Last week, Fortnite's battle royale mode received a controversial update with major gameplay implications. This has led to a great deal of frustration amongst the player base, and many established community members have been speaking out against the changes through various channels. While this type of voiced dissatisfaction is certainly expected, and perhaps warranted, one particularly disgruntled Fortnite player seems to have escalated the situation considerably.
On April 3, the official Fortnite Twitter account was hacked, and the perpetrator used their access to post an array of messages from the account. A majority of these messages had little to offer, asking readers to follow another specified Twitter account, for example, but one statement rang loud and clear: "Revert the changes!!"
The changes that the hacker is demanding be reverted are very likely to be those made in the aforementioned update. Specifically, these changes ended siphoning outside of Fortnite's new Arena mode. This feature was added with the v7.40 update, and it granted players health and Fortnite's materials upon eliminating an opponent.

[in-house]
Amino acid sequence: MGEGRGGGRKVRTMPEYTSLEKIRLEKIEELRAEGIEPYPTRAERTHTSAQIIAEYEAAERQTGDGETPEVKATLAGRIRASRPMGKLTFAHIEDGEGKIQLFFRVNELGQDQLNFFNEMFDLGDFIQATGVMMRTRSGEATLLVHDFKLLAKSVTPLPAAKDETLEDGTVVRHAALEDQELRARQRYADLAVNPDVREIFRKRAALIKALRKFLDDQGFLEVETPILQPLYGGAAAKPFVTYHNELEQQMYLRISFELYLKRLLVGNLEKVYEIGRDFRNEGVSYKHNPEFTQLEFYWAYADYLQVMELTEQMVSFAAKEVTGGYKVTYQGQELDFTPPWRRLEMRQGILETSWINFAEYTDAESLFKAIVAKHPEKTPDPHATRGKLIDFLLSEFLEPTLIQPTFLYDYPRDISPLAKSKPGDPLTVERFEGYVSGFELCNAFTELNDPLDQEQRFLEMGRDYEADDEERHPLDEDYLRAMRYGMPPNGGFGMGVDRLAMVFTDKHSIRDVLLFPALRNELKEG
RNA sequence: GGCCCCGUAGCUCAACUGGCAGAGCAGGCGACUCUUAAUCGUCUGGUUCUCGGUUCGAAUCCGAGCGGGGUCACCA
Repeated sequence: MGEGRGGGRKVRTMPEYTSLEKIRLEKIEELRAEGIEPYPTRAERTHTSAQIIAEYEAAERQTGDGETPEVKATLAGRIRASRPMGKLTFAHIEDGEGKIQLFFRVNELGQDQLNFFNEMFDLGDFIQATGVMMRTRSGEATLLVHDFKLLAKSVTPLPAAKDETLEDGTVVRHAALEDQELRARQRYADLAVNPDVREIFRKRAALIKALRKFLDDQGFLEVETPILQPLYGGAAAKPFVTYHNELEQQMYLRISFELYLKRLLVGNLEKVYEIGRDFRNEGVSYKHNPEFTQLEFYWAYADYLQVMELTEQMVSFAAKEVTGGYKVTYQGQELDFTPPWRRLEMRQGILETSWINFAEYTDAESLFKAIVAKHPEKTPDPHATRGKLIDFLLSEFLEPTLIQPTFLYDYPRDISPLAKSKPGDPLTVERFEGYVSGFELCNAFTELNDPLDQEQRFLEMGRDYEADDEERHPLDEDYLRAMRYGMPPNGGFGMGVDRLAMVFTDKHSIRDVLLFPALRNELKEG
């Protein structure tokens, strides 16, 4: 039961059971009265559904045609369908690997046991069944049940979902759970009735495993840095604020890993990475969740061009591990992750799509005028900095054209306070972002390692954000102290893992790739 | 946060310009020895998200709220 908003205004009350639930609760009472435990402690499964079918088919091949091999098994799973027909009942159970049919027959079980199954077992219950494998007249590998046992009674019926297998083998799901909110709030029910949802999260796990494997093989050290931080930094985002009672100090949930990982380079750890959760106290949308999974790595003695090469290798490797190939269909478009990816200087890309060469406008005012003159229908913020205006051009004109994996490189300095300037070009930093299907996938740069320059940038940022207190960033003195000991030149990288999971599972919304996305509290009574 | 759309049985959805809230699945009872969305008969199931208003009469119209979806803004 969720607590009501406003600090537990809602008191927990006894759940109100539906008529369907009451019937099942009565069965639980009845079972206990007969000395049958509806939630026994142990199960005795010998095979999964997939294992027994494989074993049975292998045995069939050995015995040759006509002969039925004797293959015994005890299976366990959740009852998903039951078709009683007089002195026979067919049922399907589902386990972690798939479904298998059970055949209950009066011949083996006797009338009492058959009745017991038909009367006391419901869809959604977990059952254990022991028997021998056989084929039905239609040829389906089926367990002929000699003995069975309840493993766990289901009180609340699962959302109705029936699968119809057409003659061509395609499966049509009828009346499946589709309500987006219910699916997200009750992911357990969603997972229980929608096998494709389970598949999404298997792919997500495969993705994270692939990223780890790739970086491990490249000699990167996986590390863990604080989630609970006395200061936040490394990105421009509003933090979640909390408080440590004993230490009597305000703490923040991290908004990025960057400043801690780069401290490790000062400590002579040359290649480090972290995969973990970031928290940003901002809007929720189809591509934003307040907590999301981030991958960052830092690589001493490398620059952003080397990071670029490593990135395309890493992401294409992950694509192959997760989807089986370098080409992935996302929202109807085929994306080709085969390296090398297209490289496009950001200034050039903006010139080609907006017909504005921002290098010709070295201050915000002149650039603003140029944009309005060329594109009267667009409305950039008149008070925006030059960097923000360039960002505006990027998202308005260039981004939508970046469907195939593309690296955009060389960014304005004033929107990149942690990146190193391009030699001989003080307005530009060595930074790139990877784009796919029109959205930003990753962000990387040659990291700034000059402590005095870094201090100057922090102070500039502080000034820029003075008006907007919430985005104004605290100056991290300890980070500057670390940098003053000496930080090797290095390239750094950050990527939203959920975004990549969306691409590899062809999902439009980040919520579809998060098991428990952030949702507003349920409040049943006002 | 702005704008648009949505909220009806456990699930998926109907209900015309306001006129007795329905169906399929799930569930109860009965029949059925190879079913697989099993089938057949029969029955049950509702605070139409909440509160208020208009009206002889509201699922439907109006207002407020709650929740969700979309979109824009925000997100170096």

Of course, players that wish to play with siphoning intact could choose to play Arena, but queue times for this mode have proven less than desirable. Case in point, Fortnite content creator Ninja had a frustrated moment on stream recently, refusing to endure the queue times and then opting to play Sekiro: Shadows Die Twice instead.
Furthermore, Epic has also just announced that it will be putting an end to stretched resolution, an image stretching option that some players use to create a wider FOV in Fortnite. This announcement comes less than two weeks before the Fortnite World Cup begins, which means that competitors that use stretched resolution will not have long to adjust to gameplay in native resolution prior to the event.
This has undoubtedly contributed to the general sense of frustration initiated by the siphoning changes, and the Twitter hacking feels like a boiling over of this unrest. While Epic was able to quickly regain control of the account, and delete the hacker's tweets, the incident certainly shows how strongly some seem to feel about the current state of the game.
At the time of writing, Epic has not made an official statement about the hacking, and the company has not addressed the ongoing fan outcry. As such, Fortnite players may be forced to deal with the absence of siphoning for the foreseeable future.
Fortnite is available now in early access for Android, iOS, PC, PlayStation 4, Switch, and Xbox One.